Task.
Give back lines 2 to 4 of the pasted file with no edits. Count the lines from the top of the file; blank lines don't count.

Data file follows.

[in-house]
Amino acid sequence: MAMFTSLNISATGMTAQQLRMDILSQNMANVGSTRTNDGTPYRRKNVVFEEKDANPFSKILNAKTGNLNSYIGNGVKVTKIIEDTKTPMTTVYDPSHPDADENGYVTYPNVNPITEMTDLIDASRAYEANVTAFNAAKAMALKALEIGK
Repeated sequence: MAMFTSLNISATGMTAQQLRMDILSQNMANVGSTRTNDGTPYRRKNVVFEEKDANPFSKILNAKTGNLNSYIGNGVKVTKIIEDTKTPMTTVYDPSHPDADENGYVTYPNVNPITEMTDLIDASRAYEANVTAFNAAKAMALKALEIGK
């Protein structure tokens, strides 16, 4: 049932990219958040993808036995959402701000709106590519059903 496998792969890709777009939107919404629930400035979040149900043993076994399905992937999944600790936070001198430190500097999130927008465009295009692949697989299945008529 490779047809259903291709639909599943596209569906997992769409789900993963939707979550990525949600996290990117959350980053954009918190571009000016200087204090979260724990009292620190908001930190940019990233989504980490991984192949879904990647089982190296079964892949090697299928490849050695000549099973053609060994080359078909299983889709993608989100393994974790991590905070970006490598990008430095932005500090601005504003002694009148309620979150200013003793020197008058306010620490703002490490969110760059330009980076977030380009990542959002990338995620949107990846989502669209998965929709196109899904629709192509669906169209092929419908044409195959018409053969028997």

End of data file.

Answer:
Amino acid sequence: MAMFTSLNISATGMTAQQLRMDILSQNMANVGSTRTNDGTPYRRKNVVFEEKDANPFSKILNAKTGNLNSYIGNGVKVTKIIEDTKTPMTTVYDPSHPDADENGYVTYPNVNPITEMTDLIDASRAYEANVTAFNAAKAMALKALEIGK
Repeated sequence: MAMFTSLNISATGMTAQQLRMDILSQNMANVGSTRTNDGTPYRRKNVVFEEKDANPFSKILNAKTGNLNSYIGNGVKVTKIIEDTKTPMTTVYDPSHPDADENGYVTYPNVNPITEMTDLIDASRAYEANVTAFNAAKAMALKALEIGK
């Protein structure tokens, strides 16, 4: 049932990219958040993808036995959402701000709106590519059903 496998792969890709777009939107919404629930400035979040149900043993076994399905992937999944600790936070001198430190500097999130927008465009295009692949697989299945008529 490779047809259903291709639909599943596209569906997992769409789900993963939707979550990525949600996290990117959350980053954009918190571009000016200087204090979260724990009292620190908001930190940019990233989504980490991984192949879904990647089982190296079964892949090697299928490849050695000549099973053609060994080359078909299983889709993608989100393994974790991590905070970006490598990008430095932005500090601005504003002694009148309620979150200013003793020197008058306010620490703002490490969110760059330009980076977030380009990542959002990338995620949107990846989502669209998965929709196109899904629709192509669906169209092929419908044409195959018409053969028997």